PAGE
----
By IndyCar Media
Alex Palou clinched his first NTT INDYCAR SERIES championship with a composed drive to fourth place Sunday in the Acura Grand Prix of Long Beach, a race won by Colton Herta.
Palou became the first Spaniard to win an INDYCAR SERIES championship and is Chip Ganassi Racing’s second consecutive title winner and 14th INDYCAR SERIES champion overall. This is his first season with the powerhouse team in the No. 10 NTT DATA Chip Ganassi Racing Honda, joining CGR after his rookie season in 2020, when he finished 16th in the standings.
“What a race, what a year, what a season,” Palou said. “This team is amazing. I’m super proud to be a part of Chip Ganassi Racing, all our partners. I’m super proud to be a champion and for the opportunity these guys gave me.
“Dream completed. Let’s get another one now.”
Said team owner Chip Ganassi: “Ladies and gentlemen, you’re seeing a young man that’s going to set a lot of records in this business, and he’s already starting. What a great year we’ve had. I’ve got to be honest with you: It has surprised us when he came in the door and the job he’s done. My hat’s off. Congratulations.”
In the most definitive sign of the youth movement this season in the series, Palou, 24, is the first NTT INDYCAR SERIES champion younger than 25 since current teammate Scott Dixon in 2003. Palou is the seventh-youngest champion in INDYCAR SERIES history.
Herta, who led all three practice sessions this weekend, beat Josef Newgarden to the checkered flag by .5883 of a second in his No. 26 Gainbridge Honda to finish the season with two consecutive victories and three overall in 2021. Herta rebounded from starting 14th after hitting the wall in NTT P1 Award qualifying. He swept both races in his native California this season and won for the first time at his home race in Long Beach, which he attended since childhood to watch his father and current strategist, Bryan Herta, race in the INDYCAR SERIES.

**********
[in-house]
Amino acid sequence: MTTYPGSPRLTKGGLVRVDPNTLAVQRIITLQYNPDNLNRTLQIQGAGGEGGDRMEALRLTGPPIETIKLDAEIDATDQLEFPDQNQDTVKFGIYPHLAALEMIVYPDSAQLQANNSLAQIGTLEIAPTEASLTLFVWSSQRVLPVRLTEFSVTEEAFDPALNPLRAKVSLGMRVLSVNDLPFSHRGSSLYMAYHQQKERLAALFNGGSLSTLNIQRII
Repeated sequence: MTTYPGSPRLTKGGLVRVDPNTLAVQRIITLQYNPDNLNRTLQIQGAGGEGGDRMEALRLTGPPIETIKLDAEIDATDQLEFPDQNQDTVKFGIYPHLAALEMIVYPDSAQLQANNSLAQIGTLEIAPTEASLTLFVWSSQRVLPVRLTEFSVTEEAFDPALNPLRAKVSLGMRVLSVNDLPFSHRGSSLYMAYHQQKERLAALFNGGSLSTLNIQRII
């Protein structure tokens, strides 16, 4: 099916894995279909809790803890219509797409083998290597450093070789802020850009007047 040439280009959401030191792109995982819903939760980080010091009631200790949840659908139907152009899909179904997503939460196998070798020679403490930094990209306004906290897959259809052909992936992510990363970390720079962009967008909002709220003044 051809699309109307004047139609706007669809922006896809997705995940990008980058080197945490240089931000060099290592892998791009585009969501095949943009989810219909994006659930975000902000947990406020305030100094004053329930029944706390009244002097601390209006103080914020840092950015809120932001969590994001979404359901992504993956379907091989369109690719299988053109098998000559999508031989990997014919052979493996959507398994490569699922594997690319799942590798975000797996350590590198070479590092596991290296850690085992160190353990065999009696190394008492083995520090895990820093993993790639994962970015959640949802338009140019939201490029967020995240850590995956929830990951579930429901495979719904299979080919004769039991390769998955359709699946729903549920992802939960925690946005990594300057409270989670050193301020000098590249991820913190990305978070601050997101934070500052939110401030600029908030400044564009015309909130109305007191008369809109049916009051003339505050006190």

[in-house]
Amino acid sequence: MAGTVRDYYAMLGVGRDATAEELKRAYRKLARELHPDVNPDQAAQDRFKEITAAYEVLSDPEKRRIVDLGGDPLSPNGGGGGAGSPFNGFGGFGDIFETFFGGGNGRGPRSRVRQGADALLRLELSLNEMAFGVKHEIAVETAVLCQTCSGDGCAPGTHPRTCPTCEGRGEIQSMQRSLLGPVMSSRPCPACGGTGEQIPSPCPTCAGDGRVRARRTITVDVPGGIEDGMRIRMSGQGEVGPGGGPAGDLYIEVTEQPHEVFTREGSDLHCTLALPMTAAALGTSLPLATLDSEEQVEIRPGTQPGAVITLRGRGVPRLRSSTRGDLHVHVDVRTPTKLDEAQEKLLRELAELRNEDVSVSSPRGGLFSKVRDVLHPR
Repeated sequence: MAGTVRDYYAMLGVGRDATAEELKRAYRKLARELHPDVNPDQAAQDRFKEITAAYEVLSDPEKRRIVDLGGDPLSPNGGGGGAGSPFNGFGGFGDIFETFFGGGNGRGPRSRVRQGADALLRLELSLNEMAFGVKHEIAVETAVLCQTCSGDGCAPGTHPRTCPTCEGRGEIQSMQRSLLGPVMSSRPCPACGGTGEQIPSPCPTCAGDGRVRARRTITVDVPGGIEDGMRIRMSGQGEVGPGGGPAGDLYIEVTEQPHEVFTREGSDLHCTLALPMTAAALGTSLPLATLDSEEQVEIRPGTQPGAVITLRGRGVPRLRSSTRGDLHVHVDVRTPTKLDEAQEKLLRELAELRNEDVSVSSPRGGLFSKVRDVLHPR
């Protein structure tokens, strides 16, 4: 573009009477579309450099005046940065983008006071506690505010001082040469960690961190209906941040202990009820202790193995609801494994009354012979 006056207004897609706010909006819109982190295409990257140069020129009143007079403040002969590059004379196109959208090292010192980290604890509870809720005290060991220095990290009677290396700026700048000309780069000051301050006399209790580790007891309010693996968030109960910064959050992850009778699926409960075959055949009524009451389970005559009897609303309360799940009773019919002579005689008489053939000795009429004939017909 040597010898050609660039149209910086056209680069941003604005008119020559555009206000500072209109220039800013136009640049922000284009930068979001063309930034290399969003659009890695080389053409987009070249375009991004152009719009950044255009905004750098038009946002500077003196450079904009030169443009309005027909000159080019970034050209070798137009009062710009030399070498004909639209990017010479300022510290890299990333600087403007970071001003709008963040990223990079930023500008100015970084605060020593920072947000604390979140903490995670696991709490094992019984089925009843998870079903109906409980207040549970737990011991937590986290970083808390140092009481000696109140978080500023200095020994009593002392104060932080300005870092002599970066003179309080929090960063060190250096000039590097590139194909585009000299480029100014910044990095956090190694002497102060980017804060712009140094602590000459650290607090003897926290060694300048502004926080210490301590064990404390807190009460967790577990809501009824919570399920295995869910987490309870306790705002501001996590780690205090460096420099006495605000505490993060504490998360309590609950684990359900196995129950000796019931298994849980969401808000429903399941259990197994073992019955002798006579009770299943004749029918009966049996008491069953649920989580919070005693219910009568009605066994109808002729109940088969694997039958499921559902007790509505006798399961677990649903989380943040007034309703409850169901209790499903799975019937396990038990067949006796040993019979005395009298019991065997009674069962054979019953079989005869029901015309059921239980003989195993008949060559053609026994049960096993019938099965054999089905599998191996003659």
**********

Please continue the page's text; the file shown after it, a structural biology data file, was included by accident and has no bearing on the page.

“It feels amazing,” Herta said. “This has been on the bucket list for so long. Super happy.”
Scott McLaughlin clinched the Rookie of the Year award after finishing 11th in the No. 3 PPG Team Penske Chevrolet, becoming the first Team Penske driver to earn this honor. New Zealand native McLaughlin joined Penske’s INDYCAR SERIES team after winning three consecutive Australian Supercars titles for the organization.
“I’m really proud of everyone with the PPG Chevy,” McLaughlin said. “The car’s been awesome, and I finally got it to my liking the last six or seven races. I’m really excited for next year. This year was a foundation year, all about building, and I feel like I’ve done that.”
Six-time series champion Scott Dixon finished third today in the No. 9 PNC Bank Grow Up Great Honda, 1.3368 seconds ahead of champion teammate Palou. 2016 series champion Simon Pagenaud rounded out the top five in the No. 22 Menards Team Penske Chevrolet.
Herta, who grew up in Valencia, just 60 miles north of Long Beach, took the lead for good on Lap 64 of the 85-lap race on the streets of Long Beach. He led a race-high 43 laps and was quick on both the Firestone “black” primary tires and “red” alternate tires.
That ability to find speed and traction on both tire compounds was vital for Herta. He started 14th on the alternate tires, staying on that rubber compound after his first pit stop, too. So, INDYCAR rules mandating that each driver must use both compounds during the race forced Herta to switch to the slower but more durable primary tires for his last stint on track, while Newgarden and other pursuers already had used primary tires earlier in the race and were on the faster but less durable alternate tires for their run to the checkered flag.